This week we had our third Washington Leadership Program, on Asian American and Pacific Islander (AAPI) Women’s Mental Health. This was a smaller, but just as impactful program featuring a “fireside” talk between Moderator Kelly Honda and Dr. DJ Ida and a discussion forum with the audience.
Kelly Honda currently works as the Policy and Membership manager at the National Council of Asian Pacific Americans (NCAPA), where she specializes in education, healthcare, and Native Hawaiian issues. Dr. DJ Ida presented her wealth of knowledge as a health care provider for thirty five years with a special commitment to the issues which affect Asian Americans, Native Hawaiians, and Pacific Islanders (AANHPI). They utilized their collaborative knowledge around both the policy side of healthcare and real life experiences with patients to discuss the taboo subject of mental health issues and care in the AAPI community.
One of the key points that Dr. Ida focused on was the diversity of experience we all have even within the AAPI community. As members of the diaspora, some of us are immigrants ourselves, or many generations from it, and also have varied experiences of trauma and treatment within the United States. She discussed the mental health issues that affect Native Hawaiians and others who have struggled with sovereignty and impoverishment. On the other side of the spectrum she also explored the mental toll on children and adults raised to be the “model minority” who have felt the pressure of trying to live up to the better life that children of immigrants often feel pressured to strive for. On the policy side, moderator Kelly Honda explored the Affordable Care Act and the ways that this monumental act changed access for mental health care in addition to physical care for people with different backgrounds and classes.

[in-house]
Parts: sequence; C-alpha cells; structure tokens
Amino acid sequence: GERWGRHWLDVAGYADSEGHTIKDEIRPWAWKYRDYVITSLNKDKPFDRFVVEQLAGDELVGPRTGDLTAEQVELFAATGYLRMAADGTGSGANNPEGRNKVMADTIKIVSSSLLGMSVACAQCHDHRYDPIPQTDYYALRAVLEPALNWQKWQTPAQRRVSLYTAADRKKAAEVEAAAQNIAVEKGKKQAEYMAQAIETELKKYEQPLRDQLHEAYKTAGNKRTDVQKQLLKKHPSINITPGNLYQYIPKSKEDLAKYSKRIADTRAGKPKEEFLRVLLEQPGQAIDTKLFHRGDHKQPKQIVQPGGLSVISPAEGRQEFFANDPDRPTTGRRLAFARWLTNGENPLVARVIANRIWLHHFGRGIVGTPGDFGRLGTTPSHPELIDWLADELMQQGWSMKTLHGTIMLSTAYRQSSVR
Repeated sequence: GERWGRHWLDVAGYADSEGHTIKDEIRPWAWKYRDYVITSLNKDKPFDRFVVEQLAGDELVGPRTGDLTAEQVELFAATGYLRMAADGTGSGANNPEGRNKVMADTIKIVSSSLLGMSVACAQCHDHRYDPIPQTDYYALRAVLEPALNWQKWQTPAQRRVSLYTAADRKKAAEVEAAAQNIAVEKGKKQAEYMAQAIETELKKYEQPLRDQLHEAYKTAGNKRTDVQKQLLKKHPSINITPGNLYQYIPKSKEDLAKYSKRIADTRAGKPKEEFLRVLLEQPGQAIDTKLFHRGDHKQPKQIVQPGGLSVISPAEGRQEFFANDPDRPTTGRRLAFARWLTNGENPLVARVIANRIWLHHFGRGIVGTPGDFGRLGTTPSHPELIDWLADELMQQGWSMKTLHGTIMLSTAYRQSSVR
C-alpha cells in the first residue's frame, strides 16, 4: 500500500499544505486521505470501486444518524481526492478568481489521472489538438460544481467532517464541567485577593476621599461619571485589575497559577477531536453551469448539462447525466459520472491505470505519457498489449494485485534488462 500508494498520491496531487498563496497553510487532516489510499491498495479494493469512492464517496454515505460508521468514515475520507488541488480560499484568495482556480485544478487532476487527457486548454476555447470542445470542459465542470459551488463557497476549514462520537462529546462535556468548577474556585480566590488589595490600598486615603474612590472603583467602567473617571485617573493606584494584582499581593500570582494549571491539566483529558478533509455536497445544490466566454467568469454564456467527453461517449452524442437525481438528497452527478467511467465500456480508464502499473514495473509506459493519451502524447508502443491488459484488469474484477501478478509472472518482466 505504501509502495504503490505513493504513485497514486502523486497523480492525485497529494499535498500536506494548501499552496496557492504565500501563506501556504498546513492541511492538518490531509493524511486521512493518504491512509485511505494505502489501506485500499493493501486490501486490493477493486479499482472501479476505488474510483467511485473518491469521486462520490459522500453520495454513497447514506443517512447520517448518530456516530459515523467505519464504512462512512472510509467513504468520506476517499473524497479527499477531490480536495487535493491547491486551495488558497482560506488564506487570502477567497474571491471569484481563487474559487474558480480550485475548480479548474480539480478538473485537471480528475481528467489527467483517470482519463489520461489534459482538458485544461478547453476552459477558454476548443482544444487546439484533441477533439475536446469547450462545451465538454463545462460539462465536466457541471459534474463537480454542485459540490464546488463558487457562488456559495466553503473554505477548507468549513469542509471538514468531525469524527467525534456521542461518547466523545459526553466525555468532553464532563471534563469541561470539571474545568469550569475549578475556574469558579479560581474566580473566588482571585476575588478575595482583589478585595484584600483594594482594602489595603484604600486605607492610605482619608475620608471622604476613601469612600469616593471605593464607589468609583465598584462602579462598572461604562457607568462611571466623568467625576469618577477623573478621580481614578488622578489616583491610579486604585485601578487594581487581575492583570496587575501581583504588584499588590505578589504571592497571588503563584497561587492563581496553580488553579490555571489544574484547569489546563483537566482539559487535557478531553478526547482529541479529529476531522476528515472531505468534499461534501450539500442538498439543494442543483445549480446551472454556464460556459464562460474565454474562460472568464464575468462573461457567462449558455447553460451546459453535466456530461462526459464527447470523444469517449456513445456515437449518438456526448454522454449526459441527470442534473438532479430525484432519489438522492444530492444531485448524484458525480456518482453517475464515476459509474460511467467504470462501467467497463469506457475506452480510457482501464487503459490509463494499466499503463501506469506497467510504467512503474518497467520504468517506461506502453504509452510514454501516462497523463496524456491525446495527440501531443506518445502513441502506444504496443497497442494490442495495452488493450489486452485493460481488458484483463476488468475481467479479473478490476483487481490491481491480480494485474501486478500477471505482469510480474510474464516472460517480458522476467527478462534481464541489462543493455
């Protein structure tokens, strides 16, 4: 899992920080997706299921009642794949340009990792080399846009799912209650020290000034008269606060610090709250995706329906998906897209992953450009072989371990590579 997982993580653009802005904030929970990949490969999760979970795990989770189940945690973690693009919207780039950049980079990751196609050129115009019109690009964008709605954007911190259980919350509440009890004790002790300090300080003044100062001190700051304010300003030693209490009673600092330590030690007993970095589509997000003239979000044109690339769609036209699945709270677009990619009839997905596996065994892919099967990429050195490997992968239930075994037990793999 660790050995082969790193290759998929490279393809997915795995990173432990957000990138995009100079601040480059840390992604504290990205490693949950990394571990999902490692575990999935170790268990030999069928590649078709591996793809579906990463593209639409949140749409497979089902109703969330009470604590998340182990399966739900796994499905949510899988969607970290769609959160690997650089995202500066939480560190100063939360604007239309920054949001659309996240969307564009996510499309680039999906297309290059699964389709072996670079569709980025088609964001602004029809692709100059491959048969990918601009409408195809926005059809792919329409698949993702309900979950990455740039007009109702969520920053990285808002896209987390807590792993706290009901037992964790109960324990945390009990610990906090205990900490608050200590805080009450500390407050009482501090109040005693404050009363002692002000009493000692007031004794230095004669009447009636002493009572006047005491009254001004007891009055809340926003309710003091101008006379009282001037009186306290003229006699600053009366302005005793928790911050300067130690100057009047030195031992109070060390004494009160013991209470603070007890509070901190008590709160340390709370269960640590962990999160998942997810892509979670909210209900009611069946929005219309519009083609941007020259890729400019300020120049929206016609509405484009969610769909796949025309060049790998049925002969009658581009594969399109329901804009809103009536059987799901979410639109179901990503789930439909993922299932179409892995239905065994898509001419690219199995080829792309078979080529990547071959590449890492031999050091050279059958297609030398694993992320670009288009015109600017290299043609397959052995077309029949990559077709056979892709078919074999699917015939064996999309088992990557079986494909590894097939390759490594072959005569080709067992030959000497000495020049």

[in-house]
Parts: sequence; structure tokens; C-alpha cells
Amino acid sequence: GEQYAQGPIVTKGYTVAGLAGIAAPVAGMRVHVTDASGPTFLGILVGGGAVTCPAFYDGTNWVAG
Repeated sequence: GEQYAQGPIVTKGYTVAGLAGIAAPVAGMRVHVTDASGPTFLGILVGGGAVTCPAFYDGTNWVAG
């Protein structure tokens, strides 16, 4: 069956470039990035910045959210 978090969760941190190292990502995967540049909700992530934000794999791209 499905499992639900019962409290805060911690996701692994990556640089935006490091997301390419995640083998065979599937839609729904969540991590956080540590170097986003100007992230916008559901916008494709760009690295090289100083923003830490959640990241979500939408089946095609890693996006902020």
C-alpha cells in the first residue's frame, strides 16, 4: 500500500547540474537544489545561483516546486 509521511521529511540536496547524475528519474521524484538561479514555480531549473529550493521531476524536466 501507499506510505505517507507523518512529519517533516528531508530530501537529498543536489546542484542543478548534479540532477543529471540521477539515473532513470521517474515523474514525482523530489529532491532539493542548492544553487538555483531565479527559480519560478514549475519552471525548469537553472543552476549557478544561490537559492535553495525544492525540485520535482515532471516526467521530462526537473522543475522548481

In this program the moderators opened up a safe space with a discussion forum, in order to talk about our own misconceptions around mental health and the issues we see affecting ourselves, friends, family, and communities which we so often hide. One young female student asked how we could talk about mental health when faced with the combination of ageism and sexism when speaking to even those closest to us, such as fathers and brothers, especially in cultures which are often based on filial piety.She thought it was best to continue to bring up mental health topics, but at the same time try to understand why some people are resistant. Perhaps it is trauma, toxic environments or misunderstandings of pride that lead to miscommunication. The session succeeded in opening a dialogue around AAPI mental health especially around women and issues which are rarely given time or attention.
Our Round Table Lunch this week was with moderator Irene Lin and speaker Jason Chung. Irene Lin works as undersecretary in the United States Department of Agriculture – Rural Services and Jason Chung serves as National Director – Asian Pacific American Initiatives and as APA Communications Director at the Republican National Committee (RNC), both of whom are legacies of the CAPAL Scholar and Intern program. Chung was also a former board member.
These two friends, as a democratic and republican, respectively, truly embodied the bi-partisan ethic. They created an exciting atmosphere for the intimate lunch group to learn more about their experiences in campaign and policy work. Chung’s lasting advice was to those of us interested in policy, he imparted, “thing is, you cannot work on policy unless you win something, you gotta go help someone win … if you really want to effect change look to campaigning, staffing, it will give you an insight to the people who you are serving”. This roundtable taught us about more than just how to work for a party, but how to use our position to get what we want for our communities and keep our eye on serving the public how we can.
Click here to register for next week’s Washington Leadership Program IV: Education!
is an incoming Senior at the University of California, Santa Cruz. She is double majoring in World Literature and Feminist Studies, with a concentration in Law, Politics, and Social Change. Taylor is in the D.C. cohort for the Center for Asian Americans United for Self Empowerment (www.causeusa.org) and is currently a summer interns at the Conference on Asian Pacific American Leadership, where she is focusing on development and fundraising, and will be developing the blog content for this summer. Taylor is passionate about issues of representation, coalition between underserved communities, and creating spaces for strength and solidarity around injustices through community activism and public policy. taylor.boutelle [at] capal [dot] org